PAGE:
The Adirondack Nature Conservancy bought Follensby Pond and its surrounding forest—some 14,600 acres, in all—for $16 million in 2008 with the intention of selling it to the state. The property had been on the wish list of preservationists for decades.
Rob Davies, director of DEC’s Division of Lands and Forests, said the property was appraised a few years ago at $20 million, but it will be appraised again before the state purchases it. He hopes the conservancy will sell the property to the state for about what it paid–which he characterized as a bargain.
Still, $16 million is a lot of money in these tight times.
Davies hopes to obtain $6 million to $8 million for Follensby through the U.S. Forest Service’s Forest Legacy Program.
A few years ago, the Forest Service approved $2.5 million for Follensby. The service authorized another $3.5 million in the 2011 federal budget, but Follensby lost out when Congress cut Forest Legacy funding in half earlier this year.
Altogether, the Forest Service planned to spend $100 million on the Forest Legacy Program and had tentatively earmarked funding for thirty-eight conservation projects in thirty-two states and Micronesia. Follensby Pond was ranked thirteenth in priority.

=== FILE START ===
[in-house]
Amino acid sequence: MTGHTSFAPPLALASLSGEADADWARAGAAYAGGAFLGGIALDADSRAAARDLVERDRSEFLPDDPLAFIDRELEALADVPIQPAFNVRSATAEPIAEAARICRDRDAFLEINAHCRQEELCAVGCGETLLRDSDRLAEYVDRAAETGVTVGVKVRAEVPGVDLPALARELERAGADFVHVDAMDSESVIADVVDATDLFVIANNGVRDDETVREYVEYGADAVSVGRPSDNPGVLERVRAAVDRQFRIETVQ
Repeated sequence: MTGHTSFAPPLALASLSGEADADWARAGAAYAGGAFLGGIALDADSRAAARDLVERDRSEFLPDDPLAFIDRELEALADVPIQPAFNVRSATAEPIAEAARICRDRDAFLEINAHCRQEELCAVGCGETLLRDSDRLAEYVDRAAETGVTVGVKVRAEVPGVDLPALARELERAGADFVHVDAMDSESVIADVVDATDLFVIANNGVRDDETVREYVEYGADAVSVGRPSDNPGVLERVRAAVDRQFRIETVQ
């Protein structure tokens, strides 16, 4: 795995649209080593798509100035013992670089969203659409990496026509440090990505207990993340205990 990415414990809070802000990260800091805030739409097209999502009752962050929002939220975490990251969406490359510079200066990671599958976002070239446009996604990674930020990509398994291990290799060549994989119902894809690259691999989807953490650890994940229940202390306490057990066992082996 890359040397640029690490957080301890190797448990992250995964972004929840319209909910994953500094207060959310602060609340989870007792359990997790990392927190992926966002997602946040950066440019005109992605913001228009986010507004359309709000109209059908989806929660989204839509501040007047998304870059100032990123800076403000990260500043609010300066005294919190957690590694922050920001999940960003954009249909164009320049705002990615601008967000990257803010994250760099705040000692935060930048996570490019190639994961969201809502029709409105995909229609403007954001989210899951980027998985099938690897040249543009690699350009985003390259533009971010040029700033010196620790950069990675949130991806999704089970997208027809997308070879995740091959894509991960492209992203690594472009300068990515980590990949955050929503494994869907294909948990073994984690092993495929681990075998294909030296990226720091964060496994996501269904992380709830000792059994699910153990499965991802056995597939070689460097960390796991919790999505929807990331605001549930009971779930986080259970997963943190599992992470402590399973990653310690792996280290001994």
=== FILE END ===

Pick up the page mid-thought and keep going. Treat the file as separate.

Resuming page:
When Congress halved the funding, Davies said, that left enough to pay for only the top eleven projects.
Davies thinks that’s unfair and is lobbying the Forest Service to redistribute the money so that all or most of the thirty-eight projects get some funding. “If we got one and a half million, I’d be happy,” he said.
If he succeeds, DEC will have $4 million in federal monies to help pay for Follensby. That’s still short of the agency’s goal, but Davies intends to apply for more Forest Legacy money in the 2012 fiscal year.
If he fails to obtain any more federal money, DEC would have to spend $13.5 million from the state’s Environmental Protection Fund. Whatever happens, Davies said DEC intends to honor its commitment to purchase Follensby Pond. Without federal funding, however, it will take longer for the state to come up with the money.
DEC also is planning to buy sixty-five thousand acres in the central Adirondacks formerly owned by Finch, Pruyn & Company—lands also purchased by the Nature Conservancy in 2008. Some local politicians have argued against the state acquisitions, saying the state cannot afford them.
Davies said he doesn’t know when the state will acquire the Follensby or Finch properties, but don’t expect an announcement anytime soon.
Photo of Follensby Pond by Carl Heilman II.
Phil Brown is the editor of the Adirondack Explorer newsmagazine.